5 Job Interview Questions that Are Illegal to Ask

While there certainly are more than these, Monster.com put together a list of five questions that aren’t legal to ask during a job interview. Recruiters take note:

For example, it’s illegal to ask any questions related to protected classes, says Charles A. Krugel, an HR attorney. “Protected classes typically include race, gender, nationality, religion, military status and age (40 and up). Usually, such questions are intended to identify those class members. More often than not, it’s ‘loaded’ questions that are asked, or those where it’s fairly obvious that the asker has a hidden agenda and the question has little to do with the job’s essential duties.”

Some examples of these questions include,”I notice that you live in Brookfield, there’s some nice country clubs and retirement communities there — are you a member of any of them?” and “If you need to commute to work, how would you do that?” The first question can relate to socioeconomic status, gender, race, religion and age, Krugel says., while the second may be looking for information on socioeconomic status and race.

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The Biggest Interview Mistakes HR Experts See (and How to Avoid Them)

These may be obvious to some, but it’s surprising how many people make inappropriate and derogatory statements when they’re being interviewed.

Via Lifehacker.com …

They meet more people in an afternoon than most of us do in a year. But what faux pas do human resources pros see again and again during the interview process? We picked the brains of two high-profile executives to find out what you definitely should and shouldn’t say, as well as what they secretly think of your résumé.

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Does Tech Create Jobs Around the U.S.? Maps And Graphs And Charts, Oh My!

Via Techcrunch …

It’s widely believed in policy circles that technology creates jobs around the U.S., especially outside the startup-happy zone of Silicon Valley. But, searching for statistical nuggets in a needlestack of words is daunting–and a little boring. So, technology lobby, Engine Advocacy, and the Bay Area Council Economic Institute, are here to inform and dazzle you with multi-colored graphs (plus some egregious copy and pasting on our part) [PDF].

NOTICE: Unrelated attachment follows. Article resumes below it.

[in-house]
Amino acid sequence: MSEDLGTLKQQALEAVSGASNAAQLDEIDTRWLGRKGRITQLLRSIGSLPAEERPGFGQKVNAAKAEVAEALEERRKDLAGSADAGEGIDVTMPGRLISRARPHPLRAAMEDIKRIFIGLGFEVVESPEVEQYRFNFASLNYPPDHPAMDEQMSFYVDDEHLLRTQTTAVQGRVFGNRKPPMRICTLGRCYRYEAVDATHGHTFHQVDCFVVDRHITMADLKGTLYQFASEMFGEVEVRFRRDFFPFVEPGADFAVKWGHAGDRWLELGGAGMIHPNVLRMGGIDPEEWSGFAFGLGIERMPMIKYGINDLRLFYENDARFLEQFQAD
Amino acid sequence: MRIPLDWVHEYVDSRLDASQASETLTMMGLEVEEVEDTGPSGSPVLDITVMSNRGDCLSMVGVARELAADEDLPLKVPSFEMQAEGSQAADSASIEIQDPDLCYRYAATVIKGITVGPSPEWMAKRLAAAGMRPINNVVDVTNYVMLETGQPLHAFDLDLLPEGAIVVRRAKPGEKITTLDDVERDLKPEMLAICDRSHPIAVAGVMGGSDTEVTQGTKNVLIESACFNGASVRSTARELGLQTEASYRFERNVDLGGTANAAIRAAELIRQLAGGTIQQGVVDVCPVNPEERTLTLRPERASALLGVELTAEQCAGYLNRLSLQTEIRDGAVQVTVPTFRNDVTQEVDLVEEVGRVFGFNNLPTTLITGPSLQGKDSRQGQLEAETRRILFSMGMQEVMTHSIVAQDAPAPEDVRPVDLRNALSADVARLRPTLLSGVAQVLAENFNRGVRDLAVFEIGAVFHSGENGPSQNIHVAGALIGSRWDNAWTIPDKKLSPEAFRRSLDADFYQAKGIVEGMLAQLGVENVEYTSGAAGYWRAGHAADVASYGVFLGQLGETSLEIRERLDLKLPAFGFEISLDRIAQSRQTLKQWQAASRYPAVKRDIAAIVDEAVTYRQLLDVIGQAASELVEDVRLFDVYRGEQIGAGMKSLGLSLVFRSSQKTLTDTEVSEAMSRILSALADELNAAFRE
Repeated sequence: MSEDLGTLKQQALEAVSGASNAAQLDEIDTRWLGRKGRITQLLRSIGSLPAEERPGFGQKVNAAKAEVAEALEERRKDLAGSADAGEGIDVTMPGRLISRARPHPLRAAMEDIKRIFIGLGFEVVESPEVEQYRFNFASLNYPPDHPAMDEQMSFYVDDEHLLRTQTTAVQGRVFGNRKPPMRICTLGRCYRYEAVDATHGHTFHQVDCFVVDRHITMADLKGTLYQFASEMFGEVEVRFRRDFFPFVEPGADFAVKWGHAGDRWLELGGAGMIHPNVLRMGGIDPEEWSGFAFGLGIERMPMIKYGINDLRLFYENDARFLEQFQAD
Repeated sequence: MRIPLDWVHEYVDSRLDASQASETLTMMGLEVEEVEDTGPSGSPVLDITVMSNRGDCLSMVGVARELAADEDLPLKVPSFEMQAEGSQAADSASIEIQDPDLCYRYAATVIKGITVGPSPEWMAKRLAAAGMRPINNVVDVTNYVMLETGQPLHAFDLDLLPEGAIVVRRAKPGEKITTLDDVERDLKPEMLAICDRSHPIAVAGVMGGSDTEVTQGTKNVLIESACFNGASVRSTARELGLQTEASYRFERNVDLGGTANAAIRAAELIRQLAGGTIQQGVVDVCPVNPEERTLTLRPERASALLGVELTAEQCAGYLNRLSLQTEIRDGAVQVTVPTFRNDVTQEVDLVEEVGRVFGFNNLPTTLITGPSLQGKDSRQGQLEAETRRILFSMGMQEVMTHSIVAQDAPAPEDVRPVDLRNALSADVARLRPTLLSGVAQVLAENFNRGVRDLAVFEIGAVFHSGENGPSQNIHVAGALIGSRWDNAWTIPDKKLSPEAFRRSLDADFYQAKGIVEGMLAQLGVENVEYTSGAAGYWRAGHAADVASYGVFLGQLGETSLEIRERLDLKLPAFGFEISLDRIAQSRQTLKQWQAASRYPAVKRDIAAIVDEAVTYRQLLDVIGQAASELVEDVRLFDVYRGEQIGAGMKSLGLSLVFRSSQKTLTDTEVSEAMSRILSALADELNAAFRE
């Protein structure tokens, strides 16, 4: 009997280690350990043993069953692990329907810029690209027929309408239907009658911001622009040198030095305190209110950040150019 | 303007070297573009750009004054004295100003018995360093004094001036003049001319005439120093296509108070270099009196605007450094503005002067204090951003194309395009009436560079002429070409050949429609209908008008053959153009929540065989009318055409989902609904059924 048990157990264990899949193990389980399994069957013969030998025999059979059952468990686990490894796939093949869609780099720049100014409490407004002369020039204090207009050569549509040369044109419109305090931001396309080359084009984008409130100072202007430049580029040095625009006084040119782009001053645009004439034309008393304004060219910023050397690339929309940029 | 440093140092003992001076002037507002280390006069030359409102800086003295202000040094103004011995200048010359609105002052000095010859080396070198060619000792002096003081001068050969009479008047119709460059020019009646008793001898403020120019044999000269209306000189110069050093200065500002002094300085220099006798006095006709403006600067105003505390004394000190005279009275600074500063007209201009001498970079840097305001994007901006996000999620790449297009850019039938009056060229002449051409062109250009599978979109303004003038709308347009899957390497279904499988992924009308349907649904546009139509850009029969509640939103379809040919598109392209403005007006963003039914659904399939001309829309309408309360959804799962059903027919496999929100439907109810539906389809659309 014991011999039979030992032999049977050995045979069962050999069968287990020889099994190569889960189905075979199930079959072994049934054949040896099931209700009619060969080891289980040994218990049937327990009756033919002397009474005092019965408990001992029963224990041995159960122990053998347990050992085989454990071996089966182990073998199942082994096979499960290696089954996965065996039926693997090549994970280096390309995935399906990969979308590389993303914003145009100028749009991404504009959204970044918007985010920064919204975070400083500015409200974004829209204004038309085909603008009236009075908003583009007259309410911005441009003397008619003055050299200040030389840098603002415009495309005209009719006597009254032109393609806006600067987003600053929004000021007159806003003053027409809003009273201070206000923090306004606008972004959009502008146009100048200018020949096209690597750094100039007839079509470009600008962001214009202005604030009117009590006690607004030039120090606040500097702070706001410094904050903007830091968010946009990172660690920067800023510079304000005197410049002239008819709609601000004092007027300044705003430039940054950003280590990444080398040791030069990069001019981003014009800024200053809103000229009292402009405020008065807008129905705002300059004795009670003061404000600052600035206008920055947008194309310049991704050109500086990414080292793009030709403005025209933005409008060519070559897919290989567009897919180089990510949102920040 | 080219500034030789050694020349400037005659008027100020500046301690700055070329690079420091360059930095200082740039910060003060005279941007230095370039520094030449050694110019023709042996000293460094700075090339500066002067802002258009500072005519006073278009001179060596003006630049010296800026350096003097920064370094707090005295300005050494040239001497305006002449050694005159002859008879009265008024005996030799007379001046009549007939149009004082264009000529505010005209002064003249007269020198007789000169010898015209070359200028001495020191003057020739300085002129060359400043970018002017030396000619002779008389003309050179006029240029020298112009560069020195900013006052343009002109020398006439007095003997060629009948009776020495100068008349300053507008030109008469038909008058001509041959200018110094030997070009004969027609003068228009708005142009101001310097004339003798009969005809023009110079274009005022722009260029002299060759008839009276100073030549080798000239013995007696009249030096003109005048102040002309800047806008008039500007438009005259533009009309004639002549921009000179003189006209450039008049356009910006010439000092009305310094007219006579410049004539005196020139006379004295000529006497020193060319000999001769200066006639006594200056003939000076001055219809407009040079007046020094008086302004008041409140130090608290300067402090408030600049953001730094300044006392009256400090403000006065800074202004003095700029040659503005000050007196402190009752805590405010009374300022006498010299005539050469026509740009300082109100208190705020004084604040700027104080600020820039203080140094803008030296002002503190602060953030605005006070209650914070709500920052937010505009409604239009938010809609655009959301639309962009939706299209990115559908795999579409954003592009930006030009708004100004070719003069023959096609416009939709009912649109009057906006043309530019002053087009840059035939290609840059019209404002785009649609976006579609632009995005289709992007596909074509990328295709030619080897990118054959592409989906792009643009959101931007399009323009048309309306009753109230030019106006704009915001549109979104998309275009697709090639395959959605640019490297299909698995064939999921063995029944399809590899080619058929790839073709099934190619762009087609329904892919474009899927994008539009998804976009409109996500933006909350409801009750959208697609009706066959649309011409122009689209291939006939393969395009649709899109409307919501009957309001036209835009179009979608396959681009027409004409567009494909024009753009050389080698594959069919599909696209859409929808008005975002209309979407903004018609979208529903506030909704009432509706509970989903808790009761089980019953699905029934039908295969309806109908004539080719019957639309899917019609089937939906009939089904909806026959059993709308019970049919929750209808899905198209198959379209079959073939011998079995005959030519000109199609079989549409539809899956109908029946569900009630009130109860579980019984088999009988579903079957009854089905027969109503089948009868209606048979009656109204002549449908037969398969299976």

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Top 5 Career & Job Hunting Websites

Via HipVine …

It is no surprise that almost every job is posted online, that is why finding a good website that offers comprehensive information is one of the first major tools to land a job.

Some websites are limited to just lists of job openings and are simply formatted. When you are doing your job hunt,  look for websites that offer career trends, suggestions of what you can do with your current skills and how to translate them into the new position that you desire.

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Bipartisan jobs bill for veterans signed

Signed into law on Monday, this bill provides help for veterans as well as tax incentives and credits for employers:

The bill provides double the tax incentives for companies who hire disabled veterans and repeals a 2006 law that, as of 2012, would have required federal, state, and local governments to withhold three percent of payments to contractors.

Mr. Obama also announced a series of executive actions aimed at providing unemployed veterans with the resources to find jobs – including a jobs bank, employment counseling and online resources allowing veterans to explore their employment options.

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Recruiters Share 10 Common Resume Mistakes

Via Work Goes Strong …

Here’s an excellent piece that covers some of the major mistakes job seekers make when constructing their resumes.

Author Leslie Ayers writes:

If you read my column regularly, you know I believe a great resume is like the golden ticket to the job you really want. It tells a potential employer what you can do for them, and establishes you in their mind as someone they want to meet.

As an added bonus, a great resume makes you feel more confident in your job search, and it serves as a guide in an interview so that all of the important things someone should know about you are covered.

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